Day 06 – SQL INSERT INTO statement
SQL INSERT INTO statement is used to insert new records into a table. The basic syntax of an INSERT INTO statement is:
INSERT INTO table_name (column1, column2, column3, ...) VALUES (value1, value2, value3, ...);
In this syntax, table_name is the name of the table that you want to insert records into, and column1, column2, column3, etc. are the names of the columns that you want to insert data into. The VALUES keyword is used to specify the values to be inserted into each column.
Here’s an example of an INSERT INTO statement that inserts a new record into a table named “employees”:
INSERT INTO employees (first_name, last_name, email, hire_date) VALUES ('John', 'Doe', 'email@example.com', '2022-03-31');
In this example, the INSERT INTO statement is used to insert a new record into the “employees” table with the values ‘John’ for the first_name column, ‘Doe’ for the last_name column, ‘firstname.lastname@example.org‘ for the email column, and ‘2022-03-31’ for the hire_date column.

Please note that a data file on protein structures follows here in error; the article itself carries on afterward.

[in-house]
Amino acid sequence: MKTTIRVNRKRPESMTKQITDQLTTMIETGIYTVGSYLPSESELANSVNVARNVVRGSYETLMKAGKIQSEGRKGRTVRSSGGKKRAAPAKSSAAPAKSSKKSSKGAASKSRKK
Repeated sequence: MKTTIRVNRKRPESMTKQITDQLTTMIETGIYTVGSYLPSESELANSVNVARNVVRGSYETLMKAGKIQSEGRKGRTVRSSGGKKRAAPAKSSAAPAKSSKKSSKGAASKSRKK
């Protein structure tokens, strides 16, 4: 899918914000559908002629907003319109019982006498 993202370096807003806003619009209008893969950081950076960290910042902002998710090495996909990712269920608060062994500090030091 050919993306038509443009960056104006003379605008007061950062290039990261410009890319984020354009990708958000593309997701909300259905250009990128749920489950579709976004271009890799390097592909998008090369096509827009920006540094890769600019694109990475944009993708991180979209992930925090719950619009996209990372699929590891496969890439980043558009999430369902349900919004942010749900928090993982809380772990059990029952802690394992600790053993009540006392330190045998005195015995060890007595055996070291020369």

You can also insert multiple records into a table with a single INSERT INTO statement. To do this, you simply separate each set of values with a comma. Here’s an example:
INSERT INTO employees (first_name, last_name, email, hire_date) VALUES ('Jane', 'Smith', 'email@example.com', '2022-03-30'), ('Bob', 'Johnson', 'firstname.lastname@example.org', '2022-03-29');
In this example, the INSERT INTO statement inserts two new records into the “employees” table with the specified values.
The INSERT INTO statement is a fundamental SQL statement that is used to add new records to a table. It is commonly used in conjunction with other SQL statements, such as SELECT and UPDATE, to manage and manipulate data in a database.